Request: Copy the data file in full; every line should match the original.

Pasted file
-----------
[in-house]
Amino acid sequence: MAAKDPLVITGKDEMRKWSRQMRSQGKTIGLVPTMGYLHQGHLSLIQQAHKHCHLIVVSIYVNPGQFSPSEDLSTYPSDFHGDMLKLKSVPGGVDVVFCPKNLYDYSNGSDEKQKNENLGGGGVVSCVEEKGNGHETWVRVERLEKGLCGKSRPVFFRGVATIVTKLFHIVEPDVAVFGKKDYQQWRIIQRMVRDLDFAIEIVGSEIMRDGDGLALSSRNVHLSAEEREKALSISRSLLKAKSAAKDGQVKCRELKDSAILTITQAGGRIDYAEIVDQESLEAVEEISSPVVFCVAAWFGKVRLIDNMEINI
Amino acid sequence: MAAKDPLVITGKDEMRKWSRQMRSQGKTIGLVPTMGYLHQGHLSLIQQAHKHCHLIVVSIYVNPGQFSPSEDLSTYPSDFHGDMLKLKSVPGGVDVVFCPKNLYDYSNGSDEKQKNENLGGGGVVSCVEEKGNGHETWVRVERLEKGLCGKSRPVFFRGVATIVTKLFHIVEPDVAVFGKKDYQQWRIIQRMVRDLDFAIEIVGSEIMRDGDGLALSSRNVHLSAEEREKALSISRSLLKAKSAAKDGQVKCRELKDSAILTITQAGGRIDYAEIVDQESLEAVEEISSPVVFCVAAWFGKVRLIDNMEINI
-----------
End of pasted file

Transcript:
[in-house]
Amino acid sequence: MAAKDPLVITGKDEMRKWSRQMRSQGKTIGLVPTMGYLHQGHLSLIQQAHKHCHLIVVSIYVNPGQFSPSEDLSTYPSDFHGDMLKLKSVPGGVDVVFCPKNLYDYSNGSDEKQKNENLGGGGVVSCVEEKGNGHETWVRVERLEKGLCGKSRPVFFRGVATIVTKLFHIVEPDVAVFGKKDYQQWRIIQRMVRDLDFAIEIVGSEIMRDGDGLALSSRNVHLSAEEREKALSISRSLLKAKSAAKDGQVKCRELKDSAILTITQAGGRIDYAEIVDQESLEAVEEISSPVVFCVAAWFGKVRLIDNMEINI
Amino acid sequence: MAAKDPLVITGKDEMRKWSRQMRSQGKTIGLVPTMGYLHQGHLSLIQQAHKHCHLIVVSIYVNPGQFSPSEDLSTYPSDFHGDMLKLKSVPGGVDVVFCPKNLYDYSNGSDEKQKNENLGGGGVVSCVEEKGNGHETWVRVERLEKGLCGKSRPVFFRGVATIVTKLFHIVEPDVAVFGKKDYQQWRIIQRMVRDLDFAIEIVGSEIMRDGDGLALSSRNVHLSAEEREKALSISRSLLKAKSAAKDGQVKCRELKDSAILTITQAGGRIDYAEIVDQESLEAVEEISSPVVFCVAAWFGKVRLIDNMEINI